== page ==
And thanks for the context of where you're coming from, but you obviously realise that these are nothing to do with Koryu schools whatsoever (Bussey's early training in the Bujinkan would be the closest, although the Bujinkan simply isn't Koryu in a number of ways, and Bob moved away from that very early on). So I wouldn't be looking to make any real comparrison between them myself.

    Once again, the first question is "which Koryu?", followed by "which dojo?". I have had exposure to a number of Koryu systems, including a couple of Kenjutsu systems (one of which features a large range of other weaponry), a Jujutsu system (that includes some weaponry), an Iai system, a Sogo Bujutsu system (based around the sword), a Naginata system, and a few others. And each are quite different to each other in many ways, with some very strict and formal, with little to no deviation to what is shown, others an exploration of movement within the teachings, others starting basic, and refining as you go, and so on. They have been relaxed and fun, or very strict, and anywhere in between.

    So while we do have an idea as to how they are taught today, it's like asking how martial arts are taught today, the question really is that general.

  7. ScottUK

    ScottUK More human than human...

    A koryu dojo is a tardis, but without the time travel.

    I kid ye not.
  8. pgsmith

    pgsmith Valued dismemberer

    And here, Mexican food has been forbidden before class to avoid the tardis sound. :)
  9. ScottUK

    ScottUK More human than human...


    I should elaborate - the study of koryu is like walking around the tardis. :D
  10. robocoastie

    robocoastie Valued Member

    Yes I know they aren't koryu, they're merely a reference point to how I've seen weapons training outside the US Military and Internal Kung Fu taught.

    'twas an invitation as to how anyone here trains. I'll start over, maybe that will help.

    Is there anyone here who wants to volunteer what Koru Bujutsu style(s) they train in?
    If so:
    a) is it a school that teaches a few of them together packaged like or just one or your option?
    b) if you don't have a school and it seems finding one in the West is very difficult, how do you practice?
    Last edited: May 27, 2011
  11. Langenschwert

    Langenschwert Molon Labe

    I go overseas to train koryu and then come back home.

    You're not going to learn a koryu from a book, sorry. And this is coming from a HEMA practicioner... we DO learn from books at least in part. But it isn't Koryu. Doing HEMA well requires a background in other martial arts (wrestling, Jujutsu and something like Jogo do Pau are ideal) or being taught by someone who does. In Koryu you preserve the Art, in HEMA you reconstruct it. Analagous, complimentary, but separate endeavours.

    Fun is great. I'm not about to tell you you're having Badwrongfun. It's none of my business. However, what if one day you get the opportunity to learn koryu? Then you'll have to unlearn YEARS of bad habits which will actually SLOW your progress.

    Much better to find a good martial arts school that will teach you GOOD habits that will give you a foundation to learn a koryu should you eventually find one. Perhaps the OP is already doing that. Otherwise you're stabbing yourself in the foot. Perhaps literally. :) Think about it... what's going to help you learn koryu... years of Iaido or jujutsu or swinging a sword around without any guidance? How about 10 years of classical fencing? That will teach you to control your body to a very fine degree... an excellent skill for koryu, or any other MA.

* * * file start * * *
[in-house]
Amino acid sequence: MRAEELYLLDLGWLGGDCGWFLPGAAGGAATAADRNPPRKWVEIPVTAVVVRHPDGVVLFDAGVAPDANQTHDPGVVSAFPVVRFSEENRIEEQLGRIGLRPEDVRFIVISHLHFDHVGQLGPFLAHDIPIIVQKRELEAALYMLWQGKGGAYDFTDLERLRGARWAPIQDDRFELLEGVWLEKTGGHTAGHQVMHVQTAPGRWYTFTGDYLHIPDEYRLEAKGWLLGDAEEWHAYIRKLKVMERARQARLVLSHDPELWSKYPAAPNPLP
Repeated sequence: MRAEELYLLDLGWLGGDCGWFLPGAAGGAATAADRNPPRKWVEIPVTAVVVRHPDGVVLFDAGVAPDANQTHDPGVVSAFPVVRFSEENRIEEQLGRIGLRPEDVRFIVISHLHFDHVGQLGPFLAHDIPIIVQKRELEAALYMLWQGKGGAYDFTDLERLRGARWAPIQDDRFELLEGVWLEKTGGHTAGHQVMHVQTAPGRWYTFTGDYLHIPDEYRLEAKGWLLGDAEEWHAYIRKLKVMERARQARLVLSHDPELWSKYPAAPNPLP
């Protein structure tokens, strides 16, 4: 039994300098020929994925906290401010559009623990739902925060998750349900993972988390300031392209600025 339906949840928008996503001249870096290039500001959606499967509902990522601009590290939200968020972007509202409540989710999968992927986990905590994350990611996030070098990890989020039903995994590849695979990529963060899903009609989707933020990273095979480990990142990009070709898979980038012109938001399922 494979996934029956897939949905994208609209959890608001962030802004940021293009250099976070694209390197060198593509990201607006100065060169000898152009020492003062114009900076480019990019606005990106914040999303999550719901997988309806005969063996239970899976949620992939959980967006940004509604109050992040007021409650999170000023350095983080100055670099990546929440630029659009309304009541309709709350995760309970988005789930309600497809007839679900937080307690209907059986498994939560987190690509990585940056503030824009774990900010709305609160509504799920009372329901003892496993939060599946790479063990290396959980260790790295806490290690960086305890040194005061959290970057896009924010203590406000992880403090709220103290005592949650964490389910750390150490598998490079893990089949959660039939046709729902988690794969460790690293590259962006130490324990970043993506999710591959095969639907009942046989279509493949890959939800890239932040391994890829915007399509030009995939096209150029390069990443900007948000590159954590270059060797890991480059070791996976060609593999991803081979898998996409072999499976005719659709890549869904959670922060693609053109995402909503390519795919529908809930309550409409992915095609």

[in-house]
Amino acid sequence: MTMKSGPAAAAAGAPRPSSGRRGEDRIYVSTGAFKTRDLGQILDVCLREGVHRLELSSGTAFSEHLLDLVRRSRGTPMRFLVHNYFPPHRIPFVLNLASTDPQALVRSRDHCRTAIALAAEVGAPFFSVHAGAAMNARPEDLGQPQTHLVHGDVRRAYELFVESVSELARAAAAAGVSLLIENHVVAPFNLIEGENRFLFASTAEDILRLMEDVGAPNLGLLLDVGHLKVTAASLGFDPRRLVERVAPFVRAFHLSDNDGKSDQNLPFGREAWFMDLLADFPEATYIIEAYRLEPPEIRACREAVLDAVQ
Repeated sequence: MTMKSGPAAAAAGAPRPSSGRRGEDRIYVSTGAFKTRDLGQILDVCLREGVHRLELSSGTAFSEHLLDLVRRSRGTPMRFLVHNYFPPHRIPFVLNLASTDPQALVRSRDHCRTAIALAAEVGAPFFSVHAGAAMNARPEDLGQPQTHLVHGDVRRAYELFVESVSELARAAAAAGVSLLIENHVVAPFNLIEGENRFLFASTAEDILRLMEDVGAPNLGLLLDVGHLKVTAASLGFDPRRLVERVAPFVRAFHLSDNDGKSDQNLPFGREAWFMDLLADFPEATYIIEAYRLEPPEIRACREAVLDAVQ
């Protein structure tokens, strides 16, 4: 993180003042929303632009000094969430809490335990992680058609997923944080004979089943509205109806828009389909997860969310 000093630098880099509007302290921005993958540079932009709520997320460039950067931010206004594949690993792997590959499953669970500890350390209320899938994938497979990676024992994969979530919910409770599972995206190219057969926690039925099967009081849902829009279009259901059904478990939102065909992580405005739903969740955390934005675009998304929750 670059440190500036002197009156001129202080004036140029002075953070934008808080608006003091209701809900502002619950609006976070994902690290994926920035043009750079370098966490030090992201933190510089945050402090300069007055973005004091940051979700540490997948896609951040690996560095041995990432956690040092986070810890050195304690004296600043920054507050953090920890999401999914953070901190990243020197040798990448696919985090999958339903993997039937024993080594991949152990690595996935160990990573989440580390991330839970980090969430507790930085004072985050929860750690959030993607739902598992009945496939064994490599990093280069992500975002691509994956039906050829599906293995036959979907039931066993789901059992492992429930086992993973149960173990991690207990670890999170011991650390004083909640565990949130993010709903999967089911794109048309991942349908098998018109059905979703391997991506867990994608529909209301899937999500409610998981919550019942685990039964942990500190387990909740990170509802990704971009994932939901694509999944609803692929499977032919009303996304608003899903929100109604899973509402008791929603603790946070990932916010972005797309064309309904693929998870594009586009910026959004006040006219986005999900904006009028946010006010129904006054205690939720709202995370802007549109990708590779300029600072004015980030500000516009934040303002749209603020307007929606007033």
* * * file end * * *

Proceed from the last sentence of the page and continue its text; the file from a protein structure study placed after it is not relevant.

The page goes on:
Now, if you're not willing or able to travel, then koryu isn't for you right now if there's none in your area. Travelling for two or three hours to the dojo is fairly common. Sorry, that's just the way it is.

    BUT if you have no plans to EVER do a serious sword art, then fill your boots. Have at 'er and have a jolly good bash. As long as no one gets hurt, it's fine by me.

    Best regards,

  12. robocoastie

    robocoastie Valued Member

    ok thanks. What does HEMA mean?

    Last edited: May 27, 2011
  13. pgsmith

    pgsmith Valued dismemberer

    Historical European Martial Arts.

    I currently practice Mugai ryu, which is a koryu sword art. There is no empty hand with it, but our particular branch of Mugai ryu also practices tanjo, kusarigama, and jo. I used to practice Sekiguchi ryu battojutsu, which is primarily a sword art. It split off from the main jujutsu line several generations back, but the main line is attempting to incorporate the sword portion of the curriculum back into their line.
  14. Kogusoku

    Kogusoku 髭また伸びた! Supporter

    And when you enter a ryu, it's bigger on the inside!
  15. Kogusoku

    Kogusoku 髭また伸びた! Supporter

    Some of the posters here have given less than subtle hints as to what they do.
  16. robocoastie

    robocoastie Valued Member

    Thanks all! And why so rude Kogusoke. Fine I'll not let the door hit me in the ass on the way out.
  17. Hannibal

    Hannibal Cry HAVOC and let slip the Dogs of War!!! Supporter

    That wasn't rude...if you want rude keep poking him
  18. Dean Winchester

    Dean Winchester Valued Member

    No not rude at all.

    Don't confuse directness with bad manners.

    If you read up on Koryu you will see why you will get certain answers.
  19. Kogusoku

    Kogusoku 髭また伸びた! Supporter

    By subtle hints, I meant that he had a humpload of clues to ascertain who did what in koryu.

    Dear Lord! If the young fella has such thin skin already, and noone's been rude yet, forget it! :bang:

    I haven't been rude on this thread. YET.
    Last edited: May 28, 2011
  20. GaryWado

    GaryWado Tired

    I wouldn't advise that lol.

Thread Status:
Not open for further replies.

Share This Page